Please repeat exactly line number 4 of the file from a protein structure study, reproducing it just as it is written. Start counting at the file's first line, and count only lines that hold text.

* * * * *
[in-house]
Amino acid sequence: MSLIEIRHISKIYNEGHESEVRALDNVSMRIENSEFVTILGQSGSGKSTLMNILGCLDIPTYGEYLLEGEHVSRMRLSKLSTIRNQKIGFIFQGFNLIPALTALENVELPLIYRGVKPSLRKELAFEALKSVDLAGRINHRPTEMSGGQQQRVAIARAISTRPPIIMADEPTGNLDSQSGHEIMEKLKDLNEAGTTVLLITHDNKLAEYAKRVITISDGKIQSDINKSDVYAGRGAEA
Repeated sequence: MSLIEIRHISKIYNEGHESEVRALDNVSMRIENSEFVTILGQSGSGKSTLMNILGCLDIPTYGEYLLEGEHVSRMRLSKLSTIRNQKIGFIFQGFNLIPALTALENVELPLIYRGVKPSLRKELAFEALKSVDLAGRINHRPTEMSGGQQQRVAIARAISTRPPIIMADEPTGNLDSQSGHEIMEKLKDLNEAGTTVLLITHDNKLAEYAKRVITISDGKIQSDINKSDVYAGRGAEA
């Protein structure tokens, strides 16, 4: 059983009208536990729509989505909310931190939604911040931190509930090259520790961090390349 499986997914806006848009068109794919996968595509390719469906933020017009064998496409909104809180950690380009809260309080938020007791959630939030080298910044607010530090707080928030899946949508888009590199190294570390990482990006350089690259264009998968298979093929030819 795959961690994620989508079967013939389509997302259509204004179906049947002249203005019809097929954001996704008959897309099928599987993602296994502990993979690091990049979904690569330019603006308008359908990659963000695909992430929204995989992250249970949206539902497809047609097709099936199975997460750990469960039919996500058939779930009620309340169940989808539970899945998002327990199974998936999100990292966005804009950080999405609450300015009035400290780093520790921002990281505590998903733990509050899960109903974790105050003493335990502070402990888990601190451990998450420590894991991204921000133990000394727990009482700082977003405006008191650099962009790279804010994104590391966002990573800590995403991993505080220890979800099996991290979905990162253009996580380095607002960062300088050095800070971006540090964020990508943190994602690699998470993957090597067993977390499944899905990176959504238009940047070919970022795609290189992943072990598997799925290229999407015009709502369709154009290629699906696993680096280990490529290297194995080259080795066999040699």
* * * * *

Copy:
């Protein structure tokens, strides 16, 4: 059983009208536990729509989505909310931190939604911040931190509930090259520790961090390349 499986997914806006848009068109794919996968595509390719469906933020017009064998496409909104809180950690380009809260309080938020007791959630939030080298910044607010530090707080928030899946949508888009590199190294570390990482990006350089690259264009998968298979093929030819 795959961690994620989508079967013939389509997302259509204004179906049947002249203005019809097929954001996704008959897309099928599987993602296994502990993979690091990049979904690569330019603006308008359908990659963000695909992430929204995989992250249970949206539902497809047609097709099936199975997460750990469960039919996500058939779930009620309340169940989808539970899945998002327990199974998936999100990292966005804009950080999405609450300015009035400290780093520790921002990281505590998903733990509050899960109903974790105050003493335990502070402990888990601190451990998450420590894991991204921000133990000394727990009482700082977003405006008191650099962009790279804010994104590391966002990573800590995403991993505080220890979800099996991290979905990162253009996580380095607002960062300088050095800070971006540090964020990508943190994602690699998470993957090597067993977390499944899905990176959504238009940047070919970022795609290189992943072990598997799925290229999407015009709502369709154009290629699906696993680096280990490529290297194995080259080795066999040699």